‘Nigeria Loses $14bn Annually To Herdsmen-Farmers Crisis’ – Ogbe
Minister of Agriculture and Rural Development, Audu Ogbe, has revealed that Nigeria loses about $14 billion (N5.04 trillion) annually to herdsmen-farmers’ conflicts.
The Minister stated this at the end of a National Economic Council (NEC) meeting chaired by Vice President Yemi Osinbajo (SAN), in Abuja.
The meeting approved a 10-year National Livestock Plan which will cost about N179 billion.
The National Livestock Implementation Plan is a mediation plan stemming from meetings and recommendations of the Federal Ministry of Agriculture and Rural Development (FMARD) and the National Economic Council (NEC) in 2017 as regards state interventions following the incessant pastoralist-farmer conflicts.
His words: “We are going to have 94 ranches in 10 states. We have received 21 gazetted grazing reserves from seven states. Plan focuses on pilot intervention in the frontline states Adamawa, Benue, Edo, Ebonyi, Kaduna, Nasarawa, Oyo, Plateau, Taraba, and Zamfara.
“A Ranch Design Plan has also been proposed in models of various sizes clustered in 94 locations in the 10 pilot states. We will have clusters of 30, 60, 150, and 300 cow ranch models in a location within the donated and gazetted grazing reserves.
“The total spending for the 10-year period is slightly in excess of N179 billion. Funding for the first three years of the pilot phase is about N70 billion.
“The ranch is also designed as an integrated business which makes provision for (a) the development of commercial crop production to support livestock through the supply of quality fodder and other feed materials, (b) the formation of producers into clusters to create viable ranch herd sizes, and (c) creation of cooperatives to facilitate improved access to inputs, infrastructure, finance, markets, and support services.”
The minister said there was no going back on the creation of ranches, dismissing the insinuation that the government planned to seize land from owners or communities.
He said the conflicts between herdsmen and farmers were not about anti-open grazing laws.
His words: “So the conflict didn’t begin because the laws were passed. No, the conflict has been brewing but the laws were enacted in desperation by a state. Farmers went to the governor and complained, ‘they are killing us’, so the governor says, ‘let me pass a law’. If we did what we are doing now 20 years ago, we will not be where we are now.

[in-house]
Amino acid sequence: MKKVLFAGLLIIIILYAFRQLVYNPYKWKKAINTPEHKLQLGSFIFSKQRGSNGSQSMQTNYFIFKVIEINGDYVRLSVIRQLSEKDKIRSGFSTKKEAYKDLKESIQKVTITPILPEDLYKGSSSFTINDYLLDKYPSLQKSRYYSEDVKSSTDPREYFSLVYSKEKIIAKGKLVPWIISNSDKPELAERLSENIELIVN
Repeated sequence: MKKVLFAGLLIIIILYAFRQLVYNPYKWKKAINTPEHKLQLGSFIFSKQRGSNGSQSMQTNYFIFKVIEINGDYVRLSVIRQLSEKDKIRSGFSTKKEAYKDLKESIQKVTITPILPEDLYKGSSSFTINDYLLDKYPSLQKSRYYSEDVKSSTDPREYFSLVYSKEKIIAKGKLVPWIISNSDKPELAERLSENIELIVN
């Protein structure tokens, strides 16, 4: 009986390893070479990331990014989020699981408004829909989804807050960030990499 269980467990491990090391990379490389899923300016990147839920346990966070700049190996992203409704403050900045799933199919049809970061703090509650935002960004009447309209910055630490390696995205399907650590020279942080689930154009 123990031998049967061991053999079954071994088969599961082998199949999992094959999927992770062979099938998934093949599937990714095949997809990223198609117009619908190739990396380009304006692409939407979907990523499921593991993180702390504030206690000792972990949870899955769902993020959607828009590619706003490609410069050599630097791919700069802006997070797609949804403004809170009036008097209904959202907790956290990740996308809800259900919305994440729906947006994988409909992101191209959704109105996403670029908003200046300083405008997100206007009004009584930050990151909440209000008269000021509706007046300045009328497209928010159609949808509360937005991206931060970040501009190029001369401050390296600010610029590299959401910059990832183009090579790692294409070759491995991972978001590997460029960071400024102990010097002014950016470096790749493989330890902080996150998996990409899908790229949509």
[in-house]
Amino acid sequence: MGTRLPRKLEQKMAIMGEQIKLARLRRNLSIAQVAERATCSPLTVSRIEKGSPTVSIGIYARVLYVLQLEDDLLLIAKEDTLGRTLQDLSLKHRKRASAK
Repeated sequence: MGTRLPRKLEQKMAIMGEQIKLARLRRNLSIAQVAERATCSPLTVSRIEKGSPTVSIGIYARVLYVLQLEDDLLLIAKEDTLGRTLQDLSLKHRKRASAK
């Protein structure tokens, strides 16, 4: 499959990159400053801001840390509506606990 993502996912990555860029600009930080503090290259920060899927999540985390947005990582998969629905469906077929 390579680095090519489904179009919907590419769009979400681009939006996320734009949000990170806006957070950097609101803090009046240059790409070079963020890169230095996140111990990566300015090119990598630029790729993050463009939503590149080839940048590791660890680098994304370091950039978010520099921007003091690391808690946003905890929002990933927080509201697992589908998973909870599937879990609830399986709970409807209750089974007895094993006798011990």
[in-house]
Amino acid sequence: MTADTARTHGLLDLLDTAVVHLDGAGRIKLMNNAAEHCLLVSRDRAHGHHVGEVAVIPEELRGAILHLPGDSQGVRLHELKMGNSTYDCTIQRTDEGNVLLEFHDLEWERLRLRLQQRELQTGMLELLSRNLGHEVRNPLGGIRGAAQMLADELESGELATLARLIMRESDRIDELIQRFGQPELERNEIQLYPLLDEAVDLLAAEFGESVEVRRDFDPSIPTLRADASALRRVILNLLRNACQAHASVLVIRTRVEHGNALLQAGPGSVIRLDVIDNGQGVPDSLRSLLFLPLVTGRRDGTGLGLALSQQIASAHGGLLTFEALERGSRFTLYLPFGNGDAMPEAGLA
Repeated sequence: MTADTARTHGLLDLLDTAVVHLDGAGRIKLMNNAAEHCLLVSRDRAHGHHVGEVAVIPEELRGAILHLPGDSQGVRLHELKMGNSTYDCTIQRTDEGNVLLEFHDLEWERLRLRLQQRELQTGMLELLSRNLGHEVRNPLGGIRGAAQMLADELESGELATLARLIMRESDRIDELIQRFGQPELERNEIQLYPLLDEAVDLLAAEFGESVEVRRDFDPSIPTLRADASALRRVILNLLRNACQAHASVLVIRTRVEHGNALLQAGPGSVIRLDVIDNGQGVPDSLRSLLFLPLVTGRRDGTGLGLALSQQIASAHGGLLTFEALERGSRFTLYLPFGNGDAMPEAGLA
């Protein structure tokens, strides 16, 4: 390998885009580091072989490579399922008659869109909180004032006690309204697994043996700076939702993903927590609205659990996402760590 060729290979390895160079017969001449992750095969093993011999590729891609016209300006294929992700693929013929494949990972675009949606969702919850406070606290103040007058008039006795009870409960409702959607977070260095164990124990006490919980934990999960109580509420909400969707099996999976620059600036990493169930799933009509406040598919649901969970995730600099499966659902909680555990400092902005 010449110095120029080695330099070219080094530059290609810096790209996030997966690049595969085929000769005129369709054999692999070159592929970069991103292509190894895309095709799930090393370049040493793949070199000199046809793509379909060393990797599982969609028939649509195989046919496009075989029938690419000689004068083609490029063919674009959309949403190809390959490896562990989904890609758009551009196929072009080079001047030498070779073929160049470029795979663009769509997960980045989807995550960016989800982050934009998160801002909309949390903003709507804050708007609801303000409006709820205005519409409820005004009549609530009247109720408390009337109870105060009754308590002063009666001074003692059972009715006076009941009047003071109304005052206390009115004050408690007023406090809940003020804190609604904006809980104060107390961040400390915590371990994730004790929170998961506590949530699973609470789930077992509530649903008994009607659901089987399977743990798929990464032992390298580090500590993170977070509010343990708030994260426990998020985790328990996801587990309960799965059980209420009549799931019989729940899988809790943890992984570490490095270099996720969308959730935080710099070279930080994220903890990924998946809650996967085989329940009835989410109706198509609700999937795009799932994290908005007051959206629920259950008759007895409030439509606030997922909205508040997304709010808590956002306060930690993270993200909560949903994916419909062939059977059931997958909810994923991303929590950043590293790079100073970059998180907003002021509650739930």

“The truth is that open grazing is no longer viable. We may not end it in one day, but it has to end and government has to help. This conflict is not peculiar to Nigeria alone; it’s happening in Argentina; it happened in the U.S . in the 19th century, in Pakistan and others. So, this is what we should have started doing 20 years ago. We didn’t and that’s why we are where we are.
“Lastly, the government has no intention of seizing anybody’s land. So, the idea that somebody is going to forcefully take the land is not true. In Fashola’s farm , there are Fulani residents there who speak Yoruba fluently.
“One of them said, ‘we have found peace here’. They produce fresh milk for Friesland Capina. If you see the turnover of Friesland Capina during their annual turnover, you will be amazed. These are the issues.
“The ECOWAS Treaty says free movement of human, animals and goods. We had a meeting with the ECOWAS ministers here. We are going to have another. We will tell them, ‘you must do what Nigerians want’. Roaming around is no longer an answer. We may have to shut our borders. How large is the Nigerian border space? 4037 square kilometres is the landmass from Sokoto to Badagry and from Borno to Calabar. Added up it’s plus 830 kilometres of coastline. Half of our borders are open . Should we build a wall? People wander in and out. So it is a very complex thing.
“When we implement this thing, how do we prevent cows from West Africa marching in when they like with no respect for our tradition and cultures? These are the problems we face.
“In these ranches, we can then say nomadic education can work, the Fulani are in clusters. By 5am, they milk their cows and sell to the milk processing plants which will be installed there. They begin to realise that it pays to stay.
“There is an experiment we did in Kano. The firm tried to settle a number of herdsmen in a location and they gave scholarship to their children. If your male child is in school, they buy your milk for N120 per litre but if your girl child is in school, they buy it for N140 per litre and believe me, every morning Fulani send their children to school while they milk their cows. They have to be in one place. So a lot of incentives will come and we will use the cow dungs to generate electricity.”